Walking home from the train station last night, I caught the sweet stench of a rotting animal carcass. It was probably only a little animal, but it the smell was accentuated by the summer shower earlier that evening.
The way the post-shower dampness collided with the warmth of the summer evening brought many memories of my tropical childhood crashing home. There was the smell of rain and damp earth, I caught whiffs of rotting garbage and stagnant water, and, of course, that sickly sweet smell of corruption – the body of some small animal was rotting in the bushes or weeds growing beside the train station.
You know how it is: you catch a hint, then a whiff of something – it's alluring and you're sure you recognise it, you can't stop yourself from inhaling deeply to know for sure and then stop mid-breath to prevent that cloying sweet rotting from filling your lungs, and from deep inside your evolutionary memory of the danger of carrion, something says, 'I know what that is!'.
Such moments bring home the reality of animals dying and rotting – something I'm finding a fascination for.
In a society where hygiene and tidiness are valued and markers of civilisation, personified in the modern, clean city, we are so divorced from the corporeal reality of animals and their deaths. More generally, we are divorced from the way animals are bred, raised, killed and slaughtered for our tables, our sport, our entertainment and our companionship, to the extent that we are still shocked and dismayed when we come across a cat or possum killed by a car lying by the road, or a bird downed by stiff breezes or, worse, the neighbourhood cat. I know that I am.
In fact, we're often only reminded that we share the city with so many animals when we come across their dead bodies, sometimes mangled by the car that killed it, and complain that 'someone should clean that up'.
Riding to work on my bicycle has given me a few more opportunities to witness the rough justice of nature, something the tram capsule shields me from. Earlier this week, I cycled past a torn bird's wing, with the body it came from nowhere in sight. A couple of blocks further, I smelt some other decaying animal whose stench ripened with the growing morning heat.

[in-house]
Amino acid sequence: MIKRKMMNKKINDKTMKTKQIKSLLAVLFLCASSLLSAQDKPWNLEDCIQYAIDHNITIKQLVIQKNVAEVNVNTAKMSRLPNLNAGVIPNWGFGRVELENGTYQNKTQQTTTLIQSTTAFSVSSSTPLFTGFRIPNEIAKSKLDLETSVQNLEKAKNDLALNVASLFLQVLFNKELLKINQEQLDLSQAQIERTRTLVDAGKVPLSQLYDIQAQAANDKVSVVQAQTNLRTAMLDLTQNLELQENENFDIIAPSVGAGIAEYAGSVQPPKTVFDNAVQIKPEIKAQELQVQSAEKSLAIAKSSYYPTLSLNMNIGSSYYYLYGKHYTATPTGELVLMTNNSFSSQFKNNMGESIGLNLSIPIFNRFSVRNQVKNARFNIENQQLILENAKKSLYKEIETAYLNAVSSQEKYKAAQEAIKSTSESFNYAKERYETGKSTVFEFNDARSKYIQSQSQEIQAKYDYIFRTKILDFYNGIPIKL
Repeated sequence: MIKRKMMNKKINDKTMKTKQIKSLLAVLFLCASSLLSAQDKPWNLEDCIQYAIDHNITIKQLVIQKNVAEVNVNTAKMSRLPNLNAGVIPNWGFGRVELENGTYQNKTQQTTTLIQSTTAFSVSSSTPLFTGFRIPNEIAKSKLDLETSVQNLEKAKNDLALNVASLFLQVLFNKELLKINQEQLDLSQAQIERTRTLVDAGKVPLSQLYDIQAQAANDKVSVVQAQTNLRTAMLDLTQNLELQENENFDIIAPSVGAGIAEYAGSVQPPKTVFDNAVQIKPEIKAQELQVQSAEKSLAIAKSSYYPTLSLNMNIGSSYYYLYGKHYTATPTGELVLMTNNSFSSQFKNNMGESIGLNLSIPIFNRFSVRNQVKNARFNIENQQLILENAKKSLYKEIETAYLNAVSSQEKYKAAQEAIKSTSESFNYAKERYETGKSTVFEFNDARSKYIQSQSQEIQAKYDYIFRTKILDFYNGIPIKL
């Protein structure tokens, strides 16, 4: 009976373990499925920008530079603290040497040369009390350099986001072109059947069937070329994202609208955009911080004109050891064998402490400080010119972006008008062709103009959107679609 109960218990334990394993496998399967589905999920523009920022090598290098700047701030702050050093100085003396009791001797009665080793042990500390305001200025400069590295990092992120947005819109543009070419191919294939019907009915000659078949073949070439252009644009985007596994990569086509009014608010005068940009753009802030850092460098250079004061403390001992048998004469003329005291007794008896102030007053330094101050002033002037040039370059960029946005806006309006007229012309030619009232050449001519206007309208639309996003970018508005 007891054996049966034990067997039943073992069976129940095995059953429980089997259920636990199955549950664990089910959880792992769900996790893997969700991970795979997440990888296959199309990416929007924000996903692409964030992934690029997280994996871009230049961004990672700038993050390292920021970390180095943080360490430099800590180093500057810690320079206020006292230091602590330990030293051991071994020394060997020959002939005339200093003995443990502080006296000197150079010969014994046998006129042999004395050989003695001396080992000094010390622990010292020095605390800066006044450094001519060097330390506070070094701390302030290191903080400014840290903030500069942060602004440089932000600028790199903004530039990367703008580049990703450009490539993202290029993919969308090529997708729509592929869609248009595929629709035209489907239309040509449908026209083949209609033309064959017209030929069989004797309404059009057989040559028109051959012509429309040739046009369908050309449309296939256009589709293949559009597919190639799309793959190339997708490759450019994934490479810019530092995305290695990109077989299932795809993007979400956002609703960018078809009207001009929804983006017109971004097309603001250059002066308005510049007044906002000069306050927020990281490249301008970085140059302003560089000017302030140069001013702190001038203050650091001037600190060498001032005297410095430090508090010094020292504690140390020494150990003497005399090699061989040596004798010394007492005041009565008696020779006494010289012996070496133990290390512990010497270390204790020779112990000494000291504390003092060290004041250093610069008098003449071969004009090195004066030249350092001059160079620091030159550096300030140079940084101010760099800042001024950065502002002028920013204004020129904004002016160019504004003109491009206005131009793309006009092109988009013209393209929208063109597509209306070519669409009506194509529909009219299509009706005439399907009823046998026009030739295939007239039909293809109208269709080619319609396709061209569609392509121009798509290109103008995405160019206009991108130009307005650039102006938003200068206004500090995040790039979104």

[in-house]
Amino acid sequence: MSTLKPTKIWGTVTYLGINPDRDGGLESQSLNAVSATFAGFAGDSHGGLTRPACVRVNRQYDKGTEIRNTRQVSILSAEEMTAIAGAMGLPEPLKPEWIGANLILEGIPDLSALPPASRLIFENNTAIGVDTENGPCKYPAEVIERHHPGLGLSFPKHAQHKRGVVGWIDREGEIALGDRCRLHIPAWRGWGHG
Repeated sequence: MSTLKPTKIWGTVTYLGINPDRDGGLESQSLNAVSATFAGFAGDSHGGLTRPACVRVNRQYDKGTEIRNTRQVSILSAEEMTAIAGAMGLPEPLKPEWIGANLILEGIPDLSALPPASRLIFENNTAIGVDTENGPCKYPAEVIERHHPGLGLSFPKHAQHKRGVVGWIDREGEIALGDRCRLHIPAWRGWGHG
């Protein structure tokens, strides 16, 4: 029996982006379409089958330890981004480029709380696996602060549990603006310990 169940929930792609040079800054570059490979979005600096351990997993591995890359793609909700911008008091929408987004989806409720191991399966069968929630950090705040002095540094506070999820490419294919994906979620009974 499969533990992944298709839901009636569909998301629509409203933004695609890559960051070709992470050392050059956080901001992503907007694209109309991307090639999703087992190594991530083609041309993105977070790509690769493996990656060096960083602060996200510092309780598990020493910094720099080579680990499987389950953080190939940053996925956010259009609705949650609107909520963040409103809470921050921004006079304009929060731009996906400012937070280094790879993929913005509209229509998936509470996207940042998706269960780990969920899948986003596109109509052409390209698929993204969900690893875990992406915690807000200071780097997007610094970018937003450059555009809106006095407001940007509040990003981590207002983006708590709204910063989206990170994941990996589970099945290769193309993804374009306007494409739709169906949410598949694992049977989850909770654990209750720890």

Instead of letting go my impulse to shudder and turn my mind away from imagining the rotting body, I've allowed my imagination to dwell on these dead animals. This morbid fascination has started me thinking about the places dead animals and bodily corruption have been given in our culture – separated, feared, loathed, pitied, ignored, grieved – and what it means for our understanding of our ecology, our particular bio-regions or biological spaces, our habitats, and our relationships with animals.
Our habitats are being drastically damaged by human caused climate change (and other human threats to bio-diversity), and we're asked to consider the impacts of climate change in terms of future (and current) species extinctions. However, if we city dwellers cannot comprehend dead animals, and cannot pay attention to what the stench of decay actually means beyond a nuisance in our urban landscape, the I think that humans will continue to struggle to comprehend what we are doing to other animals. If we have difficulty facing the death of one animal, how do we comprehend – and stop – species extinction?
This is by no means an exclusive fascination, as I've discovered. Lots of other people have a greater interest – an obsession even – with dead and decaying animals, as any search for 'dead animals' or 'dead birds' on flickr will reveal. But I'm intrigued where this will go. I'm toying with the idea of setting up another blog about dead animals, where I will share news, stories, reflections, photos and more about animals' deaths – if only to reveal a little more about how they live, and how we live with them. I'd be interested to see if others would like to contribute to it – as part of a group blog. Let me know. Are you interested? Would you like to see a bit more dead animal?
[Image by john.nathaniel ]